The Word, translated

Published 11:09 pm Friday, September 23, 2011

Pastor Stewart McCarter of Southside Baptist Church shows off the marked-up copy of the King James Version Bible he used in seminary. However, he now uses mostly other versions, he said, particularly the Holman Christian Standard Bible.

King James Bible celebrates 400 years

In 1601, King James VI of Scotland attended a church assembly where a new translation of the Bible was first discussed. Ten years later, that new version would bear his name.

Four hundred years after it was completed, the King James Version of the Holy Bible continues to be the preferred translation for many Christians, despite the prevalence of newer versions using modern language.

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Modern Christian history is filled with the debate between those who believe the King James Version of the Bible should be the final authority for Christians and those who think believers should take advantage of translations that use the language common today.

Still others wish Christians would forget altogether about debating which version of the Bible is best.

“We focus on the wrong things,” said Chris Surber, pastor at Cypress Chapel Christian Church. “We’re busy fighting over which Bible translation to use, and meanwhile there’s somebody down the street that doesn’t even know Christ.”

After that 1601 meeting 410 years ago, the topic was next discussed in 1604 at the Hampton Court Conference, according to the King James Bible Trust. The king, now King James I of England, decided to commission a new translation of the Bible.

Six companies of translators were established, and each was assigned different books of the Bible to translate. The sections were finished in 1608 and finally printed together in 1611.

Only a few years later, the Pilgrims set sail for America, taking the King James Version with them. This was the first step in spreading the new Bible around the world, a process that continued with the expansion of British influence in India, Africa and Australia.

Today, the King James is one of hundreds of English-language versions of the Bible. How it is regarded largely depends on whom one asks.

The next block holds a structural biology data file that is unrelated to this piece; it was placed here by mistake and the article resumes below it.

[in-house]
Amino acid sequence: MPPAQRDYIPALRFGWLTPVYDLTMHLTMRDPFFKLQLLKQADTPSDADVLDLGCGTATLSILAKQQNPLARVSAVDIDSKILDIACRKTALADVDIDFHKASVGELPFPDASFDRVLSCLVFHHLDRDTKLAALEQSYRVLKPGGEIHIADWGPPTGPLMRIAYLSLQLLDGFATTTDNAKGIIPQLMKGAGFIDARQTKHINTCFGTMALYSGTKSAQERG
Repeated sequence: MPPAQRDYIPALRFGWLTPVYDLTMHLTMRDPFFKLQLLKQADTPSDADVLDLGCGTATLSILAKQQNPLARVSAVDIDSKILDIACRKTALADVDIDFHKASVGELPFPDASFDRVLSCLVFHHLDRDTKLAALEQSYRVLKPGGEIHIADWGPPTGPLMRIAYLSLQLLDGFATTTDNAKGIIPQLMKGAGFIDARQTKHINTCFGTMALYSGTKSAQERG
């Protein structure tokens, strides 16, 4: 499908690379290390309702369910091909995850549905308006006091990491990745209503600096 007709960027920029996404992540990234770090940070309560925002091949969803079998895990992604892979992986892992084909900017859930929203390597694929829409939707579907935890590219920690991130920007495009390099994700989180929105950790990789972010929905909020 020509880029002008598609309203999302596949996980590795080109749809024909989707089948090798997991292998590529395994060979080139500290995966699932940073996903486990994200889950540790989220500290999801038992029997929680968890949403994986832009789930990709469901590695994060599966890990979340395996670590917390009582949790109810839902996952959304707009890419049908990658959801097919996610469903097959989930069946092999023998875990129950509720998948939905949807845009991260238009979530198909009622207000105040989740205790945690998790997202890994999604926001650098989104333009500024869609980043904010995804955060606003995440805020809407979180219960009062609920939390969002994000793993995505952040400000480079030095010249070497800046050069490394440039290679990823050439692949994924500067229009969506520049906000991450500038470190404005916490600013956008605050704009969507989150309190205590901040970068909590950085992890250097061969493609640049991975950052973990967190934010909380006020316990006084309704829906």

“It was a great translation for its day,” said Stewart McCarter, lead pastor at Southside Baptist Church. “It was so good some people have the impression that’s the only correct translation, and that’s far from the truth.”

McCarter said he grew up and went through seminary using the King James Version, but now mostly uses the Holman Christian Standard Bible (sometimes jokingly called the Hard Core Southern Baptist version).

“The King James is a good Bible from 1611, but nobody talks like that now,” McCarter said.

Pastor Carl LeMon of Ebenezer United Methodist Church said he enjoys using the King James for Psalms and Proverbs, but not much else.

“It’s beautiful and poetic and memorable, but I don’t use King James for anything else, because it’s too obtuse and archaic and clumsy in the narrative,” he said. He prefers to use the New International Version.

“I’ve used the NIV since seminary,” he said. “Frankly, I haven’t had an excuse or reason to change.”

Cypress Chapel’s Surber said he respects the King James Version but doesn’t see it as the only way. He doesn’t use it in the pulpit.

“It’s the highest state of lunacy to suggest God only speaks in one translation in English,” he said.

Surber noted the King James uses many word constructions that are outdated and other words that are still used but now have an entirely different meaning.

“For your average person in the pew, they need something that’s more modern,” he said.

But the King James has many devotees in Suffolk. Sue Woodward, widely known for her extensive volunteer work with the Suffolk Nansemond Historical Society, is one of them.

“It’s the only version, as far as I’m concerned,” she said.

Woodward especially appreciates the beautiful language in the King James Version.

“Al those other translations are fine for study, I guess,” she said. “I want it to be beautiful and to soar. It’s a real disappointment when you don’t hear the beautiful words.”

Woodward said she considers other versions “part of the dumbing down of America” and likened the difference between them and the King James to the difference between a T-shirt and a Sunday suit.

“We were told to put on our very best clothes to go to church,” she said. “The King James is the best in words.”

Linda Riddick is another Suffolk resident who prefers the King James.

“I just think it’s more lyrical and poetic,” she said. ‘It’s a little more majestic and fitting God than just the average, everyday language.”

The King James Version revolutionized how people read the Bible and how the English language developed, the King James Bible Trust contends.

“This translation transformed how English people spoke to each other, how we wrote our books and how we see our God,” the organization’s website states. “The translation of the Bible has had enormous consequences not just for England, but America.”